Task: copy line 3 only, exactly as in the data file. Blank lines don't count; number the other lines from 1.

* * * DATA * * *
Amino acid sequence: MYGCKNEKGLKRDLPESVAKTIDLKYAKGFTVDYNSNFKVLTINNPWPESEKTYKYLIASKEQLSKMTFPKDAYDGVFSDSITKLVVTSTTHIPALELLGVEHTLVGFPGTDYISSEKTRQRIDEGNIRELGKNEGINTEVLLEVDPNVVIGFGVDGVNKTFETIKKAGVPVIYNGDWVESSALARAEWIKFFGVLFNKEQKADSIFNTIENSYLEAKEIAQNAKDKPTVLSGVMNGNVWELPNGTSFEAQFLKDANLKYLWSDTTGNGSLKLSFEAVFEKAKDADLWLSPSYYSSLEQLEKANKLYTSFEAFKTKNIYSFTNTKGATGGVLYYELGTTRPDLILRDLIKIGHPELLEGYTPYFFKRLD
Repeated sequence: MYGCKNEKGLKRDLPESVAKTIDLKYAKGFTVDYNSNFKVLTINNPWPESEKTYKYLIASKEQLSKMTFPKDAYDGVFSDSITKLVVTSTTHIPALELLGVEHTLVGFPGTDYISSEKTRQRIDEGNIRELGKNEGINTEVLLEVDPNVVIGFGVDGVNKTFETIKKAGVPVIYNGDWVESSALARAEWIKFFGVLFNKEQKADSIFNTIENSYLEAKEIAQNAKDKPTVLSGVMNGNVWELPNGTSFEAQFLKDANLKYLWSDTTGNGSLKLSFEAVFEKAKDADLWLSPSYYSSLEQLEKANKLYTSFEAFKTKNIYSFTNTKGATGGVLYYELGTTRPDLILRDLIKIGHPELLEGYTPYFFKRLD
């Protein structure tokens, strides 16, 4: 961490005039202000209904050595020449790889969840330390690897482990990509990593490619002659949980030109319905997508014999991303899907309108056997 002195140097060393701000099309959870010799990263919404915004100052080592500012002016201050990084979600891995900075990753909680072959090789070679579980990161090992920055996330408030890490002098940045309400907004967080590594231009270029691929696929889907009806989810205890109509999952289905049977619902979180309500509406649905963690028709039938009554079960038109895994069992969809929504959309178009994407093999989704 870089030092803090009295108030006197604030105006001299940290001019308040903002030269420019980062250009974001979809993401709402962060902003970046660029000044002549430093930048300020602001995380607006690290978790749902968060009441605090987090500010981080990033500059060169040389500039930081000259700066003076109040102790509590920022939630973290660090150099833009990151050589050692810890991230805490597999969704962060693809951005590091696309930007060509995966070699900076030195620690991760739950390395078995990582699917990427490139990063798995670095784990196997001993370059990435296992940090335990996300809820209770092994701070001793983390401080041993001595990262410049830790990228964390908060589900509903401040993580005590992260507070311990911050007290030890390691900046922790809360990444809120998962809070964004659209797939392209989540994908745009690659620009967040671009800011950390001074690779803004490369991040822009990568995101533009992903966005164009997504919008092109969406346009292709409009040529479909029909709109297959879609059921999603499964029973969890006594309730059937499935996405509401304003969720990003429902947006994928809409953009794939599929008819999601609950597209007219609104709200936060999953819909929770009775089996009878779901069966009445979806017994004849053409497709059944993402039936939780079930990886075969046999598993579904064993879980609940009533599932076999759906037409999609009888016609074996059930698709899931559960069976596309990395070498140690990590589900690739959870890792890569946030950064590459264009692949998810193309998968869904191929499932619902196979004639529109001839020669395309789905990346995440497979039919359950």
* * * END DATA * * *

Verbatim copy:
């Protein structure tokens, strides 16, 4: 961490005039202000209904050595020449790889969840330390690897482990990509990593490619002659949980030109319905997508014999991303899907309108056997 002195140097060393701000099309959870010799990263919404915004100052080592500012002016201050990084979600891995900075990753909680072959090789070679579980990161090992920055996330408030890490002098940045309400907004967080590594231009270029691929696929889907009806989810205890109509999952289905049977619902979180309500509406649905963690028709039938009554079960038109895994069992969809929504959309178009994407093999989704 870089030092803090009295108030006197604030105006001299940290001019308040903002030269420019980062250009974001979809993401709402962060902003970046660029000044002549430093930048300020602001995380607006690290978790749902968060009441605090987090500010981080990033500059060169040389500039930081000259700066003076109040102790509590920022939630973290660090150099833009990151050589050692810890991230805490597999969704962060693809951005590091696309930007060509995966070699900076030195620690991760739950390395078995990582699917990427490139990063798995670095784990196997001993370059990435296992940090335990996300809820209770092994701070001793983390401080041993001595990262410049830790990228964390908060589900509903401040993580005590992260507070311990911050007290030890390691900046922790809360990444809120998962809070964004659209797939392209989540994908745009690659620009967040671009800011950390001074690779803004490369991040822009990568995101533009992903966005164009997504919008092109969406346009292709409009040529479909029909709109297959879609059921999603499964029973969890006594309730059937499935996405509401304003969720990003429902947006994928809409953009794939599929008819999601609950597209007219609104709200936060999953819909929770009775089996009878779901069966009445979806017994004849053409497709059944993402039936939780079930990886075969046999598993579904064993879980609940009533599932076999759906037409999609009888016609074996059930698709899931559960069976596309990395070498140690990590589900690739959870890792890569946030950064590459264009692949998810193309998968869904191929499932619902196979004639529109001839020669395309789905990346995440497979039919359950």